Interesting Times Revisited

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We do live in interesting times. No times like these have happened before in the history of our species. In a mere century our innovators and entrepreneurs have given us cheap and abundant food, running water, sewage disposal, affordable housing, medical care beyond the imagination of our ancestors, proliferation of knowledge, electricity, telephony, air transport, space transport, personal computers, and the Internet. The early 21st Century is nothing like the early 20th Century, or any other.

But we also live with the ages-old paradigm of the way to organize society: a centralized physical force to rule over us. A resurrected pharaoh would not recognize the significance of a light switch, but he would recognize our political government all right and would, no doubt, immediately set out to dominate it.

In the introduction to Rights of Man in 1791, Thomas Paine wrote: "That there are men in all countries who get their living by war, and by keeping up the quarrels of Nations, is as shocking as it is true; …"

Tom Paine wrote the truth, and reaped the reward of vilification from those in power, not unlike the smear campaigns aimed at truth-tellers today, although with our communication technology today the smear can backfire overnight.

The fact remains that we still have men and women "who get their living by war," which is directly and obviously antithetical to the natural purpose of society, that is to live peacefully with our neighbors in quiet possession of our property. Thus the central force that rules over society, and makes war, is the chief enemy of society.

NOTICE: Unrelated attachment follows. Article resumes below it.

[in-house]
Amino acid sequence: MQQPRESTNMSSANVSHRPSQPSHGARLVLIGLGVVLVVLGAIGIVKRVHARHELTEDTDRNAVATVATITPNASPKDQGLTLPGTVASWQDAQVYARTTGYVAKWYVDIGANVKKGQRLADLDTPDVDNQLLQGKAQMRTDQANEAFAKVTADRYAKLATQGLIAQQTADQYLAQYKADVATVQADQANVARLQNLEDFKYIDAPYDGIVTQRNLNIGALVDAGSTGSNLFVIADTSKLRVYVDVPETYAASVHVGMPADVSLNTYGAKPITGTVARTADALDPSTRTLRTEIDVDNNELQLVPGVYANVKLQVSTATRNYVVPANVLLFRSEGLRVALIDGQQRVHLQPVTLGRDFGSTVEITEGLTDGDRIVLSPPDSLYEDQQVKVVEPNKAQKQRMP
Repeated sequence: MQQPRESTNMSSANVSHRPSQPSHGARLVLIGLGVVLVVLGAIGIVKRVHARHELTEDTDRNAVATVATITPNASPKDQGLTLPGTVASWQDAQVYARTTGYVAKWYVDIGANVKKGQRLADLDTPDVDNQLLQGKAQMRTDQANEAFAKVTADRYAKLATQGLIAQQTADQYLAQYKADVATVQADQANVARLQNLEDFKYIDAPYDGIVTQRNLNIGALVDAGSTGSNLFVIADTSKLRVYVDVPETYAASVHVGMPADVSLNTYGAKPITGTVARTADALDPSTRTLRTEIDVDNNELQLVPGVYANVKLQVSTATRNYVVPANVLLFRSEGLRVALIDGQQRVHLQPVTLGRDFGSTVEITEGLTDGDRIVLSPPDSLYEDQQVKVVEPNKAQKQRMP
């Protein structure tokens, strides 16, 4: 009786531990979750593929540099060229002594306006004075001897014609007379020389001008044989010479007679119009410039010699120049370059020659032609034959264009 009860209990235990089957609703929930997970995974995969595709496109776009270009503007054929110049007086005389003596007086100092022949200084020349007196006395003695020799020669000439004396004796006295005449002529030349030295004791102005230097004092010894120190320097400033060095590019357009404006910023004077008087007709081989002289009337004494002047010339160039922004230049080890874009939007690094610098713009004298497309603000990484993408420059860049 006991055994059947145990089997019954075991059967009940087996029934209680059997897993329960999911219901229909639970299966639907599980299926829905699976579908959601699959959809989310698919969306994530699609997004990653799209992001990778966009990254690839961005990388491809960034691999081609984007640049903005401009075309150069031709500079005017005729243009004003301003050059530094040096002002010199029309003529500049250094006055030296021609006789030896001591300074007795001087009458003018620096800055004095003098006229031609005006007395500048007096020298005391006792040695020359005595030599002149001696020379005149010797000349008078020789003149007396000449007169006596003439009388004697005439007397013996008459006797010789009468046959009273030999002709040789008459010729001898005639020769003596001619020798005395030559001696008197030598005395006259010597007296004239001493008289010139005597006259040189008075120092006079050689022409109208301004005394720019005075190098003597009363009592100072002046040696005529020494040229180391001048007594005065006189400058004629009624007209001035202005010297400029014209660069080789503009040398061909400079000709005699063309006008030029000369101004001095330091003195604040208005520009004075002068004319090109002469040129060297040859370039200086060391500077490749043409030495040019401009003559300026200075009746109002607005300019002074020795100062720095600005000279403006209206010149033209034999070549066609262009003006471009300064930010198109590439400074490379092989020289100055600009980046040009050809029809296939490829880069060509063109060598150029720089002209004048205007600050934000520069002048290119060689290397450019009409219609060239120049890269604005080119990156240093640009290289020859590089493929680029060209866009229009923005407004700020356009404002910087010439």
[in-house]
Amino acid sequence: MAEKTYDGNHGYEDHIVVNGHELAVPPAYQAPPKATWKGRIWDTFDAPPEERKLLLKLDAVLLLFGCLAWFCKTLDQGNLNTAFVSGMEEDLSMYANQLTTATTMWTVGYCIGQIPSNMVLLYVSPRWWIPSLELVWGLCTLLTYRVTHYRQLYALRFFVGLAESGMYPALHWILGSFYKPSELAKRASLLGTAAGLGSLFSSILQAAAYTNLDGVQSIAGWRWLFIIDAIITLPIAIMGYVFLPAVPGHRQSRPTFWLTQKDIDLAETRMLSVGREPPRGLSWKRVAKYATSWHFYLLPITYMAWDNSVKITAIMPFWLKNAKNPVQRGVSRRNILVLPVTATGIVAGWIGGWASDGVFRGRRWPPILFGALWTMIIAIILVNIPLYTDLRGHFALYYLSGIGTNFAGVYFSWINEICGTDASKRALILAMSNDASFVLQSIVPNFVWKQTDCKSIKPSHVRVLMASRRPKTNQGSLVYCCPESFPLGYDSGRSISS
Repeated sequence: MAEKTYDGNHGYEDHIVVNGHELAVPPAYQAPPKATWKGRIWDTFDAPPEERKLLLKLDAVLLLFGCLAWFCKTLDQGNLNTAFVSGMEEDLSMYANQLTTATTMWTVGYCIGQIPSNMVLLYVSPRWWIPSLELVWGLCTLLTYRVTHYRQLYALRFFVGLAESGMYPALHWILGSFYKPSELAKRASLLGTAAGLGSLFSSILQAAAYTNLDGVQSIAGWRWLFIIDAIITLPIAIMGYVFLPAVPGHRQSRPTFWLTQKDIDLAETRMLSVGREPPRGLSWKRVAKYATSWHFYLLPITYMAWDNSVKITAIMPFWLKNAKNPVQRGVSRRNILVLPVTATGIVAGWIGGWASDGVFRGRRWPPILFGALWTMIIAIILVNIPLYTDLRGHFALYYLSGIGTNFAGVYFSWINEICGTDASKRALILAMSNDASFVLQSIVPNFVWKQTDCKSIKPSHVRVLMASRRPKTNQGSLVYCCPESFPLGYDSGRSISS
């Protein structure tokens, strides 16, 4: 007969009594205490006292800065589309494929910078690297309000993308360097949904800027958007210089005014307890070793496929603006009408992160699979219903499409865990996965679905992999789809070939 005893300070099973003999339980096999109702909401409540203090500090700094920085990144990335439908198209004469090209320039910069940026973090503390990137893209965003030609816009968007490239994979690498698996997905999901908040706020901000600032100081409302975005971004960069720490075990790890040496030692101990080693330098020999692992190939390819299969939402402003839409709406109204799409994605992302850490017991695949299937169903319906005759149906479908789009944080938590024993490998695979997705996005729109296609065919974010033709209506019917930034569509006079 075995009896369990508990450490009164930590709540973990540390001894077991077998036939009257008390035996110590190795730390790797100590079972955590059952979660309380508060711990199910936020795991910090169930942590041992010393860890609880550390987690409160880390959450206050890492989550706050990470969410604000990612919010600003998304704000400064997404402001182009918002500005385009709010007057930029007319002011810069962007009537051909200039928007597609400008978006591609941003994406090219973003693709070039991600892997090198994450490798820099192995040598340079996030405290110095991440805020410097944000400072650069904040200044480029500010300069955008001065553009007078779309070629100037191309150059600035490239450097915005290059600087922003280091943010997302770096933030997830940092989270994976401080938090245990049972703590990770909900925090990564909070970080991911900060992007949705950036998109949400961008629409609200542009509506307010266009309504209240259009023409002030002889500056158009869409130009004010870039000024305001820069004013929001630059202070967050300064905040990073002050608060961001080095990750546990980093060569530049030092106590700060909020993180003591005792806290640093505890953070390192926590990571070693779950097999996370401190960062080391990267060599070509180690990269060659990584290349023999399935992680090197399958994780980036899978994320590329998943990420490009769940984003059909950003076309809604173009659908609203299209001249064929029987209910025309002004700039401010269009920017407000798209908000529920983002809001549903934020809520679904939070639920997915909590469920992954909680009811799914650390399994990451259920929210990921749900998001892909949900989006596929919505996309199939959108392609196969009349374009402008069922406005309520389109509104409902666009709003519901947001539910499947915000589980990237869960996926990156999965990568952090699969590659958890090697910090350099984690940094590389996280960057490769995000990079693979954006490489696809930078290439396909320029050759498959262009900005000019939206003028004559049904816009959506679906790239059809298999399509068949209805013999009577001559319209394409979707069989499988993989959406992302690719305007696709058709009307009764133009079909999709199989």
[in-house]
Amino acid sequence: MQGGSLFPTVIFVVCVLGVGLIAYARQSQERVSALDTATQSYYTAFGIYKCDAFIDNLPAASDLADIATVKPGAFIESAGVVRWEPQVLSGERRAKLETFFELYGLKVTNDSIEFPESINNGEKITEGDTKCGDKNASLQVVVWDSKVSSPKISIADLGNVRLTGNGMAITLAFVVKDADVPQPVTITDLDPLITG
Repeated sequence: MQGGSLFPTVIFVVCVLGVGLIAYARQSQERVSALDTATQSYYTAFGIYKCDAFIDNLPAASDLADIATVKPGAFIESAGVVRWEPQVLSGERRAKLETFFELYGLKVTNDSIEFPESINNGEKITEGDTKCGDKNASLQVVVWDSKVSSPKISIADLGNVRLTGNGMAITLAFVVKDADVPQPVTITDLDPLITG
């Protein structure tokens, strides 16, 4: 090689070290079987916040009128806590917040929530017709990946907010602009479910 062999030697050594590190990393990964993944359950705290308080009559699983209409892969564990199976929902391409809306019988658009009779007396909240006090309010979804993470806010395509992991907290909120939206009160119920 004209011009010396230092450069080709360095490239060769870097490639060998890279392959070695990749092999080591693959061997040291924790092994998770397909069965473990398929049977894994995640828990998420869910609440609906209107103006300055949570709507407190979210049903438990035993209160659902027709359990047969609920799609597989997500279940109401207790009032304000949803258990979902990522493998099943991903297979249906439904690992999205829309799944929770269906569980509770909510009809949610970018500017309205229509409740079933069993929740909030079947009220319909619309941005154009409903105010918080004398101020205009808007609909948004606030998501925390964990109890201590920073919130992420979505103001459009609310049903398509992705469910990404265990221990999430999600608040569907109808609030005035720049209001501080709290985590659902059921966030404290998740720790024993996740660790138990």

We are living in the middle of an unprecedented collision of paradigms, the one that calls for a better life for every individual through innovation, and the one that promises to destroy every individual through innovation. The power of innovation is undeniable, but when it is ruled by a smirking, illiterate, bumbling moron, and his Court of lying warmongers, all of whom "get their living by war," it is time for innovators to step back and ask themselves what they think they’re doing.

That might be a good idea for all of us living in these interesting times.

Robert Klassen [send him mail] is a retired med tech and writer. Here’s his web site.

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